Read the article Jade rush 'damages Chinese river' and then consider answers to the questions below. You can either read the article in the window below or you can follow the previous link to read the article in a separate window.

Question 1

Identify two external costs and two external benefits that may result from the 'jade rush' taking place on the Yurungkax river.

Question 2

Using diagrams as appropriate, show the socially optimal level of jade output and price.

Question 3

Discuss possible policies that the Chinese authorities could adopt to minimise the external impact of prospecting for jade on the Yurungkax river.

Chopsticks tax

Read the article China introduces chopsticks tax and then consider answers to the questions below. You can either read the article in the window below or you can follow the previous link to read the article in a separate window.

Question 1

Identify and explain the external costs and external benefits resulting from the use of disposable wooden chopsticks in China.

Question 2

Discuss the likely effectiveness of the 5% chopsticks tax on reducing the demand for chopsticks. (You should consider the likely value of the price elasticity of demand in your answer.)

Question 3

With the use of appropriate diagrams, assess the likely impact of the chopsticks tax on the equilibrium level of price and output in the market for disposable chopsticks.

Domestic tradeable quotas

Read the article That'll be 17 and 10 carbon points. You can read this in the window below, or follow the previous link to read the article in a separate window. You might then like to have a go at the questions below.

Question 1

Write a brief summary of how a domestic tradable quotas scheme would work.

Question 2

Explain how a scheme of this nature would help to reduce the market failure of externalities.

Question 3

Assess the advantages and disadvantages of domestic tradable quotas compared to the use of taxes and subsidies to correct market failure.

Question 4

Summarise alternative policy solutions to the problem of climate change.

Taxing light bulbs - there's an idea

Read the article Bright idea and then consider answers to the questions below. You can either read the article in the window below or you can follow the previous link to read the article in a separate window.

Question 1

Explain, with reference to external costs and external benefits, why some campaigners are arguing for a tax on incandescent light bulbs.

Question 2

Using diagrams, as appropriate, show the impact of a tax on incandescent light bulbs on (a) the market for incandescent light bulbs and (b) the market for energy efficient bulbs.

Question 3

Evaluate two further policies that governments could adopt to reduce carbon emissions resulting from energy use.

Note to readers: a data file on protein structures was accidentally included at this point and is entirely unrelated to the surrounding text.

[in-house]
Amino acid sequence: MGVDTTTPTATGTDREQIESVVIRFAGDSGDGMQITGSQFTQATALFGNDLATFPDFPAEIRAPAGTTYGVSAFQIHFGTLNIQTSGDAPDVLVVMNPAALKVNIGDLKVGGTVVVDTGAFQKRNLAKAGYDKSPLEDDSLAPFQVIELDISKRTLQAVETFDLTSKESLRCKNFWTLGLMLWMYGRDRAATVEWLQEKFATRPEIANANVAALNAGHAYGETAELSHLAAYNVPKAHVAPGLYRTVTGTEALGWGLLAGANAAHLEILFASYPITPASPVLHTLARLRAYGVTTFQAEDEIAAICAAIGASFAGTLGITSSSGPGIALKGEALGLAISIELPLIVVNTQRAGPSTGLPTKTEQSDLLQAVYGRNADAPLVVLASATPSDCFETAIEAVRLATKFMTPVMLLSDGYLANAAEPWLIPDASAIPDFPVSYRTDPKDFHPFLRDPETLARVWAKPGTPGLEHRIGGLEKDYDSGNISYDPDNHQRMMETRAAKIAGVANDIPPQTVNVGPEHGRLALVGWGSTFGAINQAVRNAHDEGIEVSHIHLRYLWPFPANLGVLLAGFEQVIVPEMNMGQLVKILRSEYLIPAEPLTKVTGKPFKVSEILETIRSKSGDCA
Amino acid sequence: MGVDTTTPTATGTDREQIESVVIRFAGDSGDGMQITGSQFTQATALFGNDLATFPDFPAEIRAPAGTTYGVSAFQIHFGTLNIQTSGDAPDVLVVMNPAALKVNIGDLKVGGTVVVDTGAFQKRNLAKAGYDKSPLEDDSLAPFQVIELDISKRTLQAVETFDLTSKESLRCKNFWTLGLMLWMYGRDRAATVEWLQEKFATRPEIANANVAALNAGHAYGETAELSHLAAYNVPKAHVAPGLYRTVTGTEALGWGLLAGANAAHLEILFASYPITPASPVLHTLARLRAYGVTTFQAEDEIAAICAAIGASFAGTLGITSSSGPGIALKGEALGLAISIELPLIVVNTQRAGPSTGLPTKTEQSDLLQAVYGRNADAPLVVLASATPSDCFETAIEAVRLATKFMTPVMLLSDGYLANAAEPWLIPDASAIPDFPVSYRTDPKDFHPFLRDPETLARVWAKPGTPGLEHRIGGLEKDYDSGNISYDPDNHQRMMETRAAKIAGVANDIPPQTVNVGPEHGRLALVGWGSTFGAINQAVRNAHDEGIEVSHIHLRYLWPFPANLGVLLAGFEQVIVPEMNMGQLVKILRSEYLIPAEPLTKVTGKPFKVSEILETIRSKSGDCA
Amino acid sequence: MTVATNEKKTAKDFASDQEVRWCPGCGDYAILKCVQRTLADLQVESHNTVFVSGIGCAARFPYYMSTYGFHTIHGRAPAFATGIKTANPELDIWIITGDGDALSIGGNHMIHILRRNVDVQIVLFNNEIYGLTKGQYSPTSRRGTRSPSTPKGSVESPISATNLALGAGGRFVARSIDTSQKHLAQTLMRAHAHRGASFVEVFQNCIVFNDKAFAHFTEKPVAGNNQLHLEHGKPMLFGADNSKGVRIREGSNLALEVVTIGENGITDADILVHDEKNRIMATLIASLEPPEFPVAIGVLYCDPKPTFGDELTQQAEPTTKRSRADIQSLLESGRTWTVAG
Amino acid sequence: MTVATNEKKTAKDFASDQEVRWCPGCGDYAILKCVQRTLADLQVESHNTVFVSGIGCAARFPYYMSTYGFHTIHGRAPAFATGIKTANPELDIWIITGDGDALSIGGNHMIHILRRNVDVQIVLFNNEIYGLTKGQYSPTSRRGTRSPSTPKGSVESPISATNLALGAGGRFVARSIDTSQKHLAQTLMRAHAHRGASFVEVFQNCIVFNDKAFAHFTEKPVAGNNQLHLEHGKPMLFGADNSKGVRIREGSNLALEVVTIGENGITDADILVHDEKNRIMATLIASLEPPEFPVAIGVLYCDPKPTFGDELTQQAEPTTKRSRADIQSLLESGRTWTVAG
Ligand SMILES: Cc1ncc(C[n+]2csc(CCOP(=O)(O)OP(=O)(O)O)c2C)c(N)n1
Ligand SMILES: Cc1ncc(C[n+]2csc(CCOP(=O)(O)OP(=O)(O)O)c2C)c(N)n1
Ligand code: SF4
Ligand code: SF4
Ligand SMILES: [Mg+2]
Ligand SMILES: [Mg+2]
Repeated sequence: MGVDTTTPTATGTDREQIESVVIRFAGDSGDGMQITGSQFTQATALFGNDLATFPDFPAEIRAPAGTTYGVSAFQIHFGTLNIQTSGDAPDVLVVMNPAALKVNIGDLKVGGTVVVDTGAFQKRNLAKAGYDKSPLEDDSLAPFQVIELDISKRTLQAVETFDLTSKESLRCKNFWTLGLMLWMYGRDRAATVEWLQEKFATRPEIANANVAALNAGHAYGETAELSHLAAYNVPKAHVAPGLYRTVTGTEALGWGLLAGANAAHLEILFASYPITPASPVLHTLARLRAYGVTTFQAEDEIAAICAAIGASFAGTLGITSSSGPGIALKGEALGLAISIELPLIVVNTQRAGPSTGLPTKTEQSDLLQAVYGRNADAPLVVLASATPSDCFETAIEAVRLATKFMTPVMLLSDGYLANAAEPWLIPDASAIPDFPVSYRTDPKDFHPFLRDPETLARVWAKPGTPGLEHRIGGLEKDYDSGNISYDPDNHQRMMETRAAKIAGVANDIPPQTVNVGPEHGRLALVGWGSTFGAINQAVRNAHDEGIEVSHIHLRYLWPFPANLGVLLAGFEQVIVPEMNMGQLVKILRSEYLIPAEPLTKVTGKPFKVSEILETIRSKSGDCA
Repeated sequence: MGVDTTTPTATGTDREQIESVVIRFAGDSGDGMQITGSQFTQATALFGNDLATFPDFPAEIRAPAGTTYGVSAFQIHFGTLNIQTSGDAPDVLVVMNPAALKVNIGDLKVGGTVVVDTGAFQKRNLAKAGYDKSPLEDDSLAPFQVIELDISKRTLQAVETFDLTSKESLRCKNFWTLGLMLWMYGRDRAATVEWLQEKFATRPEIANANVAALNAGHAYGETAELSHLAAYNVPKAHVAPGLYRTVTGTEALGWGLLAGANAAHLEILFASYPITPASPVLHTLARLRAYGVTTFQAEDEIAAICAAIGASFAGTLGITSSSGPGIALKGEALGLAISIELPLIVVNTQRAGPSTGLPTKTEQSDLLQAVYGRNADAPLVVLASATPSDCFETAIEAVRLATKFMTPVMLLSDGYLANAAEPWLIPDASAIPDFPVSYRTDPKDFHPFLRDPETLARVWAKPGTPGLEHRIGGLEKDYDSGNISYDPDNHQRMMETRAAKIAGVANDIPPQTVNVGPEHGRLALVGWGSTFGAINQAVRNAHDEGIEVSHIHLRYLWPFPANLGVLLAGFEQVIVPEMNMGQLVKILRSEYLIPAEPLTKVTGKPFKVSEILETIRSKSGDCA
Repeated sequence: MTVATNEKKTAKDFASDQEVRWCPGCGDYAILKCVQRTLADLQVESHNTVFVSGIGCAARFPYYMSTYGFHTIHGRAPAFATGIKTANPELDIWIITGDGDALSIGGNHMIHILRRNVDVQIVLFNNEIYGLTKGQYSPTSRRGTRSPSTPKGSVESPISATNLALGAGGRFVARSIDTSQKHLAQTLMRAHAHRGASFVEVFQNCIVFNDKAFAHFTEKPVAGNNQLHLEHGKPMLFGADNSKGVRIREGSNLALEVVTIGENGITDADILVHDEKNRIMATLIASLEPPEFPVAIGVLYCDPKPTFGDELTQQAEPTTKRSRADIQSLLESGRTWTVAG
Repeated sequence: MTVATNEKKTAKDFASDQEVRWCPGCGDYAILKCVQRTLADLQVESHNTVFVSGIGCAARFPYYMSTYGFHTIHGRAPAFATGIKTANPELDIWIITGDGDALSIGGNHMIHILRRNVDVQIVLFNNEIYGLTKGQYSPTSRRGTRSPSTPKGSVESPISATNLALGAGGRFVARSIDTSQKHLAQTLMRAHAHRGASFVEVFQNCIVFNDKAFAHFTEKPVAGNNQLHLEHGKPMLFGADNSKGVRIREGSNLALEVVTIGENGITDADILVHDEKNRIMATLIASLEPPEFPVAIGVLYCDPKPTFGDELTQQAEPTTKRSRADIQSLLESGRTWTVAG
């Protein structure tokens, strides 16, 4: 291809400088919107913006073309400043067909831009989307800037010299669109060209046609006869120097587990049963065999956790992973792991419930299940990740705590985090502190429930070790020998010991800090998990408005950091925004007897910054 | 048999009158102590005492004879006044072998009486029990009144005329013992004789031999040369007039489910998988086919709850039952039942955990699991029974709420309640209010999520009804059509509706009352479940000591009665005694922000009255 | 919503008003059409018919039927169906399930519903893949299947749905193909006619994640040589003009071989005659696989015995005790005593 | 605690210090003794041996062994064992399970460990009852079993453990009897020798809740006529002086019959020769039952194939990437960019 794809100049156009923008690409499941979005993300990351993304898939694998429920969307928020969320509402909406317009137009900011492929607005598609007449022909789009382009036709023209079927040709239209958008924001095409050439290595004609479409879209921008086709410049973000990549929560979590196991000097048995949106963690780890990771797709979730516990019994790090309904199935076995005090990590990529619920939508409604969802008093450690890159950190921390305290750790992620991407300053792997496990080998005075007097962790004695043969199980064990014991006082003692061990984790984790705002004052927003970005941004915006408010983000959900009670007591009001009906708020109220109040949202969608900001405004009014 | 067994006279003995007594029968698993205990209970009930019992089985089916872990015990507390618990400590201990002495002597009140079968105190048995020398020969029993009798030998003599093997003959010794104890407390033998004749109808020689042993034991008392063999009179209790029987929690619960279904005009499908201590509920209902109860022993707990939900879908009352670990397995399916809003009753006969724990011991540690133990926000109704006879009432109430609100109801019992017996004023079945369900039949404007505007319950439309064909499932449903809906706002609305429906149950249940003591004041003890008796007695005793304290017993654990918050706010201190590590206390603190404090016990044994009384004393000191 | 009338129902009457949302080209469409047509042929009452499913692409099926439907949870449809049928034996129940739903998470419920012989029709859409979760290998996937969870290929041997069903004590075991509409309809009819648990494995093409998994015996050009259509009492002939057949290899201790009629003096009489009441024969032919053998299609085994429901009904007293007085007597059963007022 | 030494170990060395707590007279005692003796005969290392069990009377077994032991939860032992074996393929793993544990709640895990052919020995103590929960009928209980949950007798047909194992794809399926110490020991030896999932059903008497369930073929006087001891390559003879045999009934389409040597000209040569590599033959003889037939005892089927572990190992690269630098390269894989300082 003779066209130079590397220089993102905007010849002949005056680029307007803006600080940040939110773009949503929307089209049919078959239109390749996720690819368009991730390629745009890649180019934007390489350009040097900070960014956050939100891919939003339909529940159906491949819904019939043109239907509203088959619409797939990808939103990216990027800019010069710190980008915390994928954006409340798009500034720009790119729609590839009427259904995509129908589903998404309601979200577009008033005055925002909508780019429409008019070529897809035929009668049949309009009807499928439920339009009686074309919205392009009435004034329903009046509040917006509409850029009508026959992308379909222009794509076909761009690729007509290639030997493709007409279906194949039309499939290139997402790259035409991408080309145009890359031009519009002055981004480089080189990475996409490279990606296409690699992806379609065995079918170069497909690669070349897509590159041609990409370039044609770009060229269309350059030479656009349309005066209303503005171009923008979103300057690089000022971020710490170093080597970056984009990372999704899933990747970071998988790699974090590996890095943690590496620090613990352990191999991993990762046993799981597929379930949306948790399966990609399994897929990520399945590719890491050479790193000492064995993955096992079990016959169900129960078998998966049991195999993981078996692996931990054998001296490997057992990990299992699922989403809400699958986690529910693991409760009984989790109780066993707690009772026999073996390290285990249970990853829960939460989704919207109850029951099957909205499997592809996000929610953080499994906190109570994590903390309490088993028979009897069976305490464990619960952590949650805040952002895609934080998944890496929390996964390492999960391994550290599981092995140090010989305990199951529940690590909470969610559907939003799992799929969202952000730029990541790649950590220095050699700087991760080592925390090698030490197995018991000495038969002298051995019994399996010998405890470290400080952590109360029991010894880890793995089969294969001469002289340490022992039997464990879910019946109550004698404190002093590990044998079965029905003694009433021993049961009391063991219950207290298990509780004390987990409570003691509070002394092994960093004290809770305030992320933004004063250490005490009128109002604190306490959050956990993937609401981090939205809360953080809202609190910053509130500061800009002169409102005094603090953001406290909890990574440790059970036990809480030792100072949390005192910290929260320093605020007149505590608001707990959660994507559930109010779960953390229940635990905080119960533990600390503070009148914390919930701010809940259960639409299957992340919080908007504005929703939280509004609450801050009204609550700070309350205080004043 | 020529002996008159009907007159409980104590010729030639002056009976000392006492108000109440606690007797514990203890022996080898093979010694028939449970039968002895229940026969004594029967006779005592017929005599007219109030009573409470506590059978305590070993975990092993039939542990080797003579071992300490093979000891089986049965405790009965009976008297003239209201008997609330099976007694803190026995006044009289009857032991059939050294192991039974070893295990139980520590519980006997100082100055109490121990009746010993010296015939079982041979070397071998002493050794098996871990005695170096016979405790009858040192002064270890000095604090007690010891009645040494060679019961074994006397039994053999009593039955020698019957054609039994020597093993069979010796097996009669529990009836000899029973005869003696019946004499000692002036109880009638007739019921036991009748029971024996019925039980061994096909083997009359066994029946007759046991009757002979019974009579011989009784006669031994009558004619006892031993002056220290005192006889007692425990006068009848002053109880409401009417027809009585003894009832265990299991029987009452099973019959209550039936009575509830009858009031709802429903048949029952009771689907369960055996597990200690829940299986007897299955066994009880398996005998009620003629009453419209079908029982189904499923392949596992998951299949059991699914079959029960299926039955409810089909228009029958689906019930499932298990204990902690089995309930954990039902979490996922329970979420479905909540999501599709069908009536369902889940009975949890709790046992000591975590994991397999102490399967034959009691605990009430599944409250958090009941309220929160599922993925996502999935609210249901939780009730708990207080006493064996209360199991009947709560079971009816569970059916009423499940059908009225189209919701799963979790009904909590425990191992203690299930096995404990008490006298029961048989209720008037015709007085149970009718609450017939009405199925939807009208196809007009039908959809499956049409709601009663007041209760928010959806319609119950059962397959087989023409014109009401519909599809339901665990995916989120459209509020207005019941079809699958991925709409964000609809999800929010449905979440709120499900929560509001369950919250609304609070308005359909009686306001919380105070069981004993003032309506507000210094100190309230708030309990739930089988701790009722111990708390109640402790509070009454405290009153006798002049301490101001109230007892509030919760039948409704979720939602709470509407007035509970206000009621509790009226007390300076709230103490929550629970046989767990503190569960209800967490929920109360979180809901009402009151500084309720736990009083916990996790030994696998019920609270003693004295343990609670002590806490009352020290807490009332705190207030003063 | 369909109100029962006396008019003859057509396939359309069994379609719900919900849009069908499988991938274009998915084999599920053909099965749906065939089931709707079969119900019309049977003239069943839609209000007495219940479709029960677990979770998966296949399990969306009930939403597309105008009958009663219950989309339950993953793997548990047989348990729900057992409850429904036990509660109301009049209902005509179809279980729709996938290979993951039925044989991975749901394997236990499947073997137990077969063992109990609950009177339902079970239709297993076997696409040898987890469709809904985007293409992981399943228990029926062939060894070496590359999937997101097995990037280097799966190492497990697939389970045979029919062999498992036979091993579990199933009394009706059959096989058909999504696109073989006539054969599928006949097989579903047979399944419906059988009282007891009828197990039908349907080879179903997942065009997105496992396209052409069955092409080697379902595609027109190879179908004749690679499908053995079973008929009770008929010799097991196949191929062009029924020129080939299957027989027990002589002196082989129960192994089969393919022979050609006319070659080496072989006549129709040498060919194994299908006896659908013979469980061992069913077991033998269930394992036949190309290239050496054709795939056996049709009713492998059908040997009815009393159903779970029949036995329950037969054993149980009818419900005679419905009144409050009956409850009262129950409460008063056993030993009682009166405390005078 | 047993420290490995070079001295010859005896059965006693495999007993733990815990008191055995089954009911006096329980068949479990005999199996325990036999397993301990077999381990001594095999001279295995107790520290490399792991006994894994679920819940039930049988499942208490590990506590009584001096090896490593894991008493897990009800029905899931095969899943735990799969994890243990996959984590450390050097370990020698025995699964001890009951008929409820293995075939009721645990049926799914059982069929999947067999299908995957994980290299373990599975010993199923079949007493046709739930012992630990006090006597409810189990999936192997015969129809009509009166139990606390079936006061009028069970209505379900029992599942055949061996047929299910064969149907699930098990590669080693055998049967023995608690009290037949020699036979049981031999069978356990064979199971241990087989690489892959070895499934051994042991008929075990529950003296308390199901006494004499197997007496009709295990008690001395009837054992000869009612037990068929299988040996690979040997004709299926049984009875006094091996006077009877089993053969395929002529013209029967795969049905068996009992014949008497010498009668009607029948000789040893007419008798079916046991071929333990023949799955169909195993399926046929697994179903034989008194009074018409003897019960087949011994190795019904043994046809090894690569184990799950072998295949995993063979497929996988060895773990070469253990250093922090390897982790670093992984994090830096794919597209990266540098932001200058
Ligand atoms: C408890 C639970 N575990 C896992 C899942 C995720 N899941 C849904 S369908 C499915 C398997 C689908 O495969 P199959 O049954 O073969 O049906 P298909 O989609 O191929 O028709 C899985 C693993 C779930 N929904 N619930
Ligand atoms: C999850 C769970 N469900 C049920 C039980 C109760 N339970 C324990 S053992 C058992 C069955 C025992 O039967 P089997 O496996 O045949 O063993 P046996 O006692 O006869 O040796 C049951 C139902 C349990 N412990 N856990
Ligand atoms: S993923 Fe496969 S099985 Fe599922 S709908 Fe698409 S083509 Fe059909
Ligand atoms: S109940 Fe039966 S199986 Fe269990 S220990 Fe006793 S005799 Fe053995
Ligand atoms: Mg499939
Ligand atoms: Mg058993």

4x4 by far - four wheel market failure

Ken Livingstone has branded them 'Chelsea tractors' and environmental groups have been campaigning against them in urban area. The French have even started to tax them more than other vehicles. Just what is it about 4x4's that makes them a market failure?

Read the article French wrath over four-wheel drives. You can read this in the window below, or follow the previous link to read the article in a separate window. You might then like to have a go at the questions below.

You may also like to read the article Driving into the abyss by George Monbiot from the Guardian.

Question 1

What negative externalities are caused by the growth in the use of 4x4 vehicles?

Question 2

Discuss the equity of the French proposal to tax 4x4 vehicles and use the proceeds to subsidise smaller more fuel-efficient vehicles.

Question 3

Evaluate whether higher fuel tax would be an appropriate policy to reduce the number of four-wheel drive vehicles and reduce greenhouse gas emissions.

Question 4

Assess other policies that a government could use to reduce the emissions from 4x4 vehicles. What package of policies would you propose?

Teaching 'white van man' how to drive

Read the article Teaching 'white van man' how to drive and then consider answers to the questions below. You can either read the article in the window below or you can follow the previous link to read the article in a separate window.

Question 1

Explain the private costs and external costs that result from the use of 'white vans'?

Question 2

Identify the private and external benefits that the government hopes will arise from the free driving lessons being offered to van drivers.

Question 3

Discuss whether the growth in van deliveries to homes resulting from the growth in online shopping will have a net positive or negative environmental impact.

Trading pig excrement - a particularly shitty form of market failure

Pigs emit methane from their nether regions and these are a contributory factor to global warming. Under new tighter EU rules for emissions, this will raise farmer's costs. So what's the solution? Well a Florida firm has proposed fitting a plastic membrane over farmer's pig waste tanks to capture the methane and then use it as a bio-fuel rather than allowing it to be emitted into the atmosphere. Farmer's will then be able to claim carbon credits under the new EU emissions trading market.